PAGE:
100 Days of Narendra Modi as Prime Minister
When a new Prime Minister or Chief Minister takes charge, their performance is generally not reviewed within 6 months to one year. Ironically, in the case of Narendra Modi, the review of his performance started even before he assumed office. Modi’s poll campaign created high expectations among the people, so much so that people expected India’s problems of 65 years, to be solved within a day of his becoming Prime Minister. In the first week of September 2014, Modi completed 100 days in office as the Prime Minister. Almost the entire media reviewed his 100 days’ performance.
On behalf of your ezine PreSense, we conducted a quick online/offline survey to assess how people perceived the ‘Modi Sarkar’ at the end of its 100 day rule. Nearly 70% of the respondents gave a rating of over 80% for his vision, governance and communication. So it seems that Modi continues to enjoy the confidence of the people.
The respondents were asked to indicate one single achievement of Modi’s governance that they considered outstanding. What stood out were his foreign policy initiatives, that is, the manner in which he got down quickly to build/rebuild relationships with foreign countries. His vision for the nation and commitment to goals, use of technology in governance, his direct communication with the citizens through the social media, and his ‘Make in India’ campaign were considered the great achievements of his first 100 days. Less government and more governance was his motto during the elections and it has now been amplified to effective governance.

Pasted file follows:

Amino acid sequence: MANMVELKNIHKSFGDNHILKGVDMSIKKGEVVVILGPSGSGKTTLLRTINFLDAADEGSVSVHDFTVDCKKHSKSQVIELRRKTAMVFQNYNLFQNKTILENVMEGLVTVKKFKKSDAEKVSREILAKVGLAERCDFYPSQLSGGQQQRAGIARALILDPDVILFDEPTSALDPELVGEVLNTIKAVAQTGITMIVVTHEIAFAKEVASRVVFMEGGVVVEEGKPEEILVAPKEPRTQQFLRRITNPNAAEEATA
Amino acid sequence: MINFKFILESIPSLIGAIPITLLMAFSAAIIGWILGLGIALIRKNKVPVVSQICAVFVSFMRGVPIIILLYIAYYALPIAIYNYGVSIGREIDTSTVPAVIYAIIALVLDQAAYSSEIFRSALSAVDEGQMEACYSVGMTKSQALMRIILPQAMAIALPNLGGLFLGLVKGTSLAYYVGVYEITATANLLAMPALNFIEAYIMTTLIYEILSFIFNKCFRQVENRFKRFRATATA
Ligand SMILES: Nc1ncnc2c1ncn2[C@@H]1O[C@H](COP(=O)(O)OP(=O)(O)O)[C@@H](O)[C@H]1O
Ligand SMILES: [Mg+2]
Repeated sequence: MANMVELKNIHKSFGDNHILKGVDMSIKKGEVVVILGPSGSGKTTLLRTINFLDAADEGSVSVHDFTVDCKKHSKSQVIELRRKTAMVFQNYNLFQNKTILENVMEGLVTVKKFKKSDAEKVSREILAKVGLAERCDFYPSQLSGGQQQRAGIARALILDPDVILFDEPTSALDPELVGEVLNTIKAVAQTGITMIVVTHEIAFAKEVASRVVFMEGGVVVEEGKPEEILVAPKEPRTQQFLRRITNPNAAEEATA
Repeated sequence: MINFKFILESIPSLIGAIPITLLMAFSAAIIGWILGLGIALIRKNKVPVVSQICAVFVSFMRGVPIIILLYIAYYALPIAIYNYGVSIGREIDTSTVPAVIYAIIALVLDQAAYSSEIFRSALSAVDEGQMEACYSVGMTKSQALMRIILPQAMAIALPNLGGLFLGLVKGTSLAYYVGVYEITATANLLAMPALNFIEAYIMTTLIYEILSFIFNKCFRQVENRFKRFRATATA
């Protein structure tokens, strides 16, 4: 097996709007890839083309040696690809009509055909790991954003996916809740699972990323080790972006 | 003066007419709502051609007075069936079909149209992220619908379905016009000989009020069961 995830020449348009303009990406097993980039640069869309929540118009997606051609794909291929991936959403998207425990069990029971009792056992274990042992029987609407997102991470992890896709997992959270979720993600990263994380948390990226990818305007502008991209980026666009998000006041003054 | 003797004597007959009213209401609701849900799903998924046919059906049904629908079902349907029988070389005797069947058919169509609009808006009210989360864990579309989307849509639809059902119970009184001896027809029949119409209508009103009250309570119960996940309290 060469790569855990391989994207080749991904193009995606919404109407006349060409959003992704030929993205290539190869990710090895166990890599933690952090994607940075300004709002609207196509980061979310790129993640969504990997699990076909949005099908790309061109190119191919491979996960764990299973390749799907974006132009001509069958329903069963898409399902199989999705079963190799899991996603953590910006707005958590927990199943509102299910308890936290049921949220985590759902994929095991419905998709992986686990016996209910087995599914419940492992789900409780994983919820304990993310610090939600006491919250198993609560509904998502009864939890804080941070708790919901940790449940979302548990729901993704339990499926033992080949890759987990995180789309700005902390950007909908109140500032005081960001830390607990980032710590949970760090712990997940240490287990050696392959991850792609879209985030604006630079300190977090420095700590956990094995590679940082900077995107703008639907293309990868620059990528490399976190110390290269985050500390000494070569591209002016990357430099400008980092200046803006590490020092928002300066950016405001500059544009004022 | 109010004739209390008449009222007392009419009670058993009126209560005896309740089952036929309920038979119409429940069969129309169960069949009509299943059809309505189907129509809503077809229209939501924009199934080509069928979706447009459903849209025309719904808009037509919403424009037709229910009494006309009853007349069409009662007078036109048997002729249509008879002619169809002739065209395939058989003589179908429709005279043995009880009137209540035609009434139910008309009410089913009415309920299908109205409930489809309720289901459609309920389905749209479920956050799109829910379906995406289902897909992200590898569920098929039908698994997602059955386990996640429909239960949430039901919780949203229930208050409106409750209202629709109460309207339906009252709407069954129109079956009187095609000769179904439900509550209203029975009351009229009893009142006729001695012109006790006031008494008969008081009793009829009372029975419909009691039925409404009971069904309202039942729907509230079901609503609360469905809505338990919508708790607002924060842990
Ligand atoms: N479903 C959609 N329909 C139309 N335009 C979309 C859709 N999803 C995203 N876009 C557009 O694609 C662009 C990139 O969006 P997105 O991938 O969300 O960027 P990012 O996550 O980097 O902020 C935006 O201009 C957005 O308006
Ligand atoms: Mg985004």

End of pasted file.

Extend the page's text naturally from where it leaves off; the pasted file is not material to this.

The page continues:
When we interacted offline with some various groups, including political adversaries of Modi, they hailed his initiatives such as maintaining good relations with foreign countries and marketing India. Many appreciated his focus on increasing the contribution of the manufacturing sector to the GDP, to improve it from 16% to 25%.
A senior bureaucrat from Delhi told us on conditions of anonymity that he could see a sea change in the discipline of bureaucrats and other staff members. He said ministers and officials got the uncanny feeling that they were being monitored by an ‘invisible eye’.
Another bureaucrat told us in confidence that though Modi’s experiences were drawn from a state administration, he understood the nuances of Central administration well and adapted himself very quickly. He started clearing the stumbling blocks to good governance. “We will be able to see the results of his governance within two years”, he added.
The leader of a political party admitted that Modi’s constant contact with the youth through the social media was his ‘master stroke’ that would produce long term gains. A ruling party leader admitted that Modi had a huge back office of social media experts working on analysis of feedback received from the public. Thanks to his communication style, Modi has become an icon among the youth both in India and abroad. He seems to galvanise the positive energies in people, including the youth, towards nation building activities.
Expectations Not Yet Fulfilled
In our study, we also asked the people about their unfulfilled expectations from Modi, and the issues that needed attention. Many of the respondents were of the view that Modi needed to focus more on the internal issues, such as price rise, power crisis and unemployment. Many of them felt that the initiatives to curb corruption and repatriate black money from the Swiss banks were not visible, as promised during the election campaign. (Incidentally, Modi has set up a high-powered committee to devise ways and means to bring back money, siphoned out of the country by politicians and industrialists. The committee is to submit a report shortly to the government. Also, the Swiss banks have agreed in principle to share information about the source from which they receive funds).